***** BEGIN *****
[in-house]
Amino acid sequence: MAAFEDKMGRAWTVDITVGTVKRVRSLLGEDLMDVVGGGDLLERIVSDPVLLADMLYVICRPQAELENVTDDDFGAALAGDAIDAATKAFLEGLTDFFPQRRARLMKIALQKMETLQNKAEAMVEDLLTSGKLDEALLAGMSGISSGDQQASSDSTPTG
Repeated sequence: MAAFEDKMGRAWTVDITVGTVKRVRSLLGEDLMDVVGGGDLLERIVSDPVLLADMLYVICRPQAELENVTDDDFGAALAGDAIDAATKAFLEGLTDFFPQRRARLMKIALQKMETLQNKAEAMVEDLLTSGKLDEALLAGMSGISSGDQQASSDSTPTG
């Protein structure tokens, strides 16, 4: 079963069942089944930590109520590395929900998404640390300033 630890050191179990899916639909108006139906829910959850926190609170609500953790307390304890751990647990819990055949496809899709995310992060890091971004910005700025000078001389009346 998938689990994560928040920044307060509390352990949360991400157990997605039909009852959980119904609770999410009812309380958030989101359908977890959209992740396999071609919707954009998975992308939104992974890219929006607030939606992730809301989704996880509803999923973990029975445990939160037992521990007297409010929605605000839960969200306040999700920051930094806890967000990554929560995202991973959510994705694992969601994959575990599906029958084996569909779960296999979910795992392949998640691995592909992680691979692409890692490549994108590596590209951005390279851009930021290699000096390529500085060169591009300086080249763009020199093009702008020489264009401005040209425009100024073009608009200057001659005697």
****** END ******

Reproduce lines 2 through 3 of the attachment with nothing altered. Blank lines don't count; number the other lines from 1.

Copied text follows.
Amino acid sequence: MAAFEDKMGRAWTVDITVGTVKRVRSLLGEDLMDVVGGGDLLERIVSDPVLLADMLYVICRPQAELENVTDDDFGAALAGDAIDAATKAFLEGLTDFFPQRRARLMKIALQKMETLQNKAEAMVEDLLTSGKLDEALLAGMSGISSGDQQASSDSTPTG
Repeated sequence: MAAFEDKMGRAWTVDITVGTVKRVRSLLGEDLMDVVGGGDLLERIVSDPVLLADMLYVICRPQAELENVTDDDFGAALAGDAIDAATKAFLEGLTDFFPQRRARLMKIALQKMETLQNKAEAMVEDLLTSGKLDEALLAGMSGISSGDQQASSDSTPTG